The historic town of Meerut, especially its famed Cantonement, has been making headline news across India and the globe in the past few days. The area is playing host to a completely uninvited and very unpleasant guest.
On Sunday, a leopard appeared in the city, at a warehouse...and has been the cynosure of all eyes ever since. The animal, described by one wildlife expert ‘to be the longest and biggest leopard I have seen in my fifteen years of work’ has been captured on film and CCTV wandering across the town, leaping across under-construction buildings, in hospital rooms and in a hole in a wall. The entire town has been under a ‘curfew’ of sorts since Sunday.
Newsmen from across India and even the world have swooped upon the town to capture the cat ‘in action’. Even as wildlife experts, the police and the Army make frantic and harried efforts to capture the leopard, the media and mobs of onlookers are accompanying them everywhere across the city. It is truly, a circus of sorts.
The way the media and the people of Meerut have behaved in this entire affair is shameful, to say the least. True, the appearance of a wild beast in a large town or city has novelty value. But, it is by NO MEANS unique, and does not give the media the licence to cover it in the sensational manner it has.
Frankly, neither the leopard’s appearance, not the resulting media tamasha is a first. Such events have become common across the vast swathe of our country in the past two decades. As the human population has grown, wild habitats in India are shinking faster than we can imagine, bring wild animals in greater conflict with humans.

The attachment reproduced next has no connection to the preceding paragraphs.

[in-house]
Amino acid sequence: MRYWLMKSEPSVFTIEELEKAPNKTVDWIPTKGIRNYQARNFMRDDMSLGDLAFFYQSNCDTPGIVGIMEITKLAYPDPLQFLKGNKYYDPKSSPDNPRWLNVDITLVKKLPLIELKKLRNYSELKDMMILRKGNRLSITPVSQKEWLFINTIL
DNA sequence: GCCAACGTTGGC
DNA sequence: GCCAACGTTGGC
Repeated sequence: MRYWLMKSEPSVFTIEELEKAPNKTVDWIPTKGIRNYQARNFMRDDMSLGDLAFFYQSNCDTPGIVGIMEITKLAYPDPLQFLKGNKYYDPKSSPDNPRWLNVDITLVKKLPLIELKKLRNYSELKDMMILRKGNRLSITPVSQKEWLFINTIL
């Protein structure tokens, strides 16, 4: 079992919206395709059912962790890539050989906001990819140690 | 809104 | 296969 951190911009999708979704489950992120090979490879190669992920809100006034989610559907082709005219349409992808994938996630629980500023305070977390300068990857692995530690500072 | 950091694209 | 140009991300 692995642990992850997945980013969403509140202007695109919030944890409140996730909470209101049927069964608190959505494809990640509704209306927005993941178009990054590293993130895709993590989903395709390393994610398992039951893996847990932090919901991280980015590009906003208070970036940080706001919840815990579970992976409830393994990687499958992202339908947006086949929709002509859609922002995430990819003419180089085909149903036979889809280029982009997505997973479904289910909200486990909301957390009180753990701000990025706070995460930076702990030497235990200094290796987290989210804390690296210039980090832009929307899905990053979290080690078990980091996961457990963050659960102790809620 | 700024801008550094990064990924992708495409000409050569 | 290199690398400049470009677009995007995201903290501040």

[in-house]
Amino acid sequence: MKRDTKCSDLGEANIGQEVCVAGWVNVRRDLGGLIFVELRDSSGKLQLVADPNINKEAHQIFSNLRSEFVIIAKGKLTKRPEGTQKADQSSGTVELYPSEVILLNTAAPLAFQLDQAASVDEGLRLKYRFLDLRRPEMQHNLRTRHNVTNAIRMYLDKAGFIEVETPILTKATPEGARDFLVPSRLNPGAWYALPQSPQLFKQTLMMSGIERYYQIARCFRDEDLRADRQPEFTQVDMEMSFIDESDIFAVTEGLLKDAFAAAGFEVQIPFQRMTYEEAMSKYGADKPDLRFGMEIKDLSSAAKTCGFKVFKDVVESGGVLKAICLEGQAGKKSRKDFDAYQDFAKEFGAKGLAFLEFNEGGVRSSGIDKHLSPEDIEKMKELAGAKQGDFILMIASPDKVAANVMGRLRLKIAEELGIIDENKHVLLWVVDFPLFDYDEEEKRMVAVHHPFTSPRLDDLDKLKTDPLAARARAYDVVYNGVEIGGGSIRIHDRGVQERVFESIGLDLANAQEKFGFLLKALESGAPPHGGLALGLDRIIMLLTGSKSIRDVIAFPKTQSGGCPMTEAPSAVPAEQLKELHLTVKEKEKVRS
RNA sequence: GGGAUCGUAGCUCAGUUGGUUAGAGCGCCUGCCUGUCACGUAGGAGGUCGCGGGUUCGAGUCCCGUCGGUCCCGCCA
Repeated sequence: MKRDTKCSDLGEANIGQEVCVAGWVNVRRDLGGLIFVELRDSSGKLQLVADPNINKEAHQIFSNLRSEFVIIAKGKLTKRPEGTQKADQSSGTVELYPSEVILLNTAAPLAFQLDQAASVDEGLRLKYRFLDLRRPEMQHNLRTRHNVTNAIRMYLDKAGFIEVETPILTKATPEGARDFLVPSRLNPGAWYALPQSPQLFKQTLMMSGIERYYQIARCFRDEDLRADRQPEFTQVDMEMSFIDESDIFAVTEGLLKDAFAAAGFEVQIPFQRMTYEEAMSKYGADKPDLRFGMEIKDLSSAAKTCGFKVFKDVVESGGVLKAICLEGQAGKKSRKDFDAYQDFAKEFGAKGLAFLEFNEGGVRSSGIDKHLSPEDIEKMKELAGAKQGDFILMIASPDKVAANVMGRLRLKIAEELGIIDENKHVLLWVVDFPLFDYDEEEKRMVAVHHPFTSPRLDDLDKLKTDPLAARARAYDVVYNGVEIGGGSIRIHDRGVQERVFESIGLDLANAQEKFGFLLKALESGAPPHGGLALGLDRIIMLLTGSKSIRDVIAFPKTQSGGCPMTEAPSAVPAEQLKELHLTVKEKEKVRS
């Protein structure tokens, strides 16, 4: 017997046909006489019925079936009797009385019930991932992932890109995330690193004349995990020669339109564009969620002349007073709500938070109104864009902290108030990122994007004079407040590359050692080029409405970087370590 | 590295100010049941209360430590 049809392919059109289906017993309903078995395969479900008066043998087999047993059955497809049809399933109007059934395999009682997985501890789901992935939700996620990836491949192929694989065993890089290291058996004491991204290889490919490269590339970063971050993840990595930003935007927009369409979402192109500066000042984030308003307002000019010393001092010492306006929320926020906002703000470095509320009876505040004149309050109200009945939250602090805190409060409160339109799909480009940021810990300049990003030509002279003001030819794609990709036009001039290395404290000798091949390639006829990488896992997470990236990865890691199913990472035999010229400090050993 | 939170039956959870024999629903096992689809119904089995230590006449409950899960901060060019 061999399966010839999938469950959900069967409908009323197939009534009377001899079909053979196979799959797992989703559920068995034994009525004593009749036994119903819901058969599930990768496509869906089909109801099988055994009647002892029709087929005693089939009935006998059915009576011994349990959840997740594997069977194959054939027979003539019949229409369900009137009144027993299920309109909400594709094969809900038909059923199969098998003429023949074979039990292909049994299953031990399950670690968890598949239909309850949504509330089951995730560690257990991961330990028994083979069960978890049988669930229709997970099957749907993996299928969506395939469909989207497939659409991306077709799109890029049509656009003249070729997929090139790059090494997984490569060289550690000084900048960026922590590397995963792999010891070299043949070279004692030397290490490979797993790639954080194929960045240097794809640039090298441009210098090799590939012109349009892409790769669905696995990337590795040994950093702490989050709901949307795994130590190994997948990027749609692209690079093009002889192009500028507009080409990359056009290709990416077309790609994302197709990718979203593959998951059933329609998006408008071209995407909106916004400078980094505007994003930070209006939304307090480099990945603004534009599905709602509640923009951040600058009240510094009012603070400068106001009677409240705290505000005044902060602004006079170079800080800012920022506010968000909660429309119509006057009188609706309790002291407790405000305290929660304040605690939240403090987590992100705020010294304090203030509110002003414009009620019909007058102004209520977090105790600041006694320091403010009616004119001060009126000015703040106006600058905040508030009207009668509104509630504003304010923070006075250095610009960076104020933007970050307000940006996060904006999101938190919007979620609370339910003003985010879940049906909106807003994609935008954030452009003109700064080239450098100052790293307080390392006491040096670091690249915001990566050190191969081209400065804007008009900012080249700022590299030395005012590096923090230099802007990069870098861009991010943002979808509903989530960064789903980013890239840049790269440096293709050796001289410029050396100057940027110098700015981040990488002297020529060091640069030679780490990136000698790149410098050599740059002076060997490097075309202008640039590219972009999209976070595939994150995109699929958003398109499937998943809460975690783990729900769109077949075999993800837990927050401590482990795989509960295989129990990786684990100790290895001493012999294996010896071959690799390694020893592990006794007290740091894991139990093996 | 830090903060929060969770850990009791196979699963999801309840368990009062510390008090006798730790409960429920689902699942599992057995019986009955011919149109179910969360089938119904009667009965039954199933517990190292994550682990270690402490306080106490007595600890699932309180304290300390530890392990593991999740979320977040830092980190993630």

Big, large carnivores like tigers, leopards, wolves, hyenas, sloth bears, Himalayan black bears, marsh and saltwater crocodiles besides large herbivores like elephants have been frequently straying into rural, semi-urban and even urban areas. Leopard and Himalayan Black Bear attacks in the Vale of Kashmir, muggers straying into cities like Vadodara, Kota and Trichy, especially during monsoons, saltwater crocodile attacks in Odisha and the Andamans, the wolf attacks in eastern UP in the 1990s, depredations by elephants in Bengal, Jharkhand and the Northeast, tiger attacks across the length and breadth of India and last but not the least, leopards straying into cities like Mumbai, Thane and other cities in India, all of this has occurred in the past 20 years.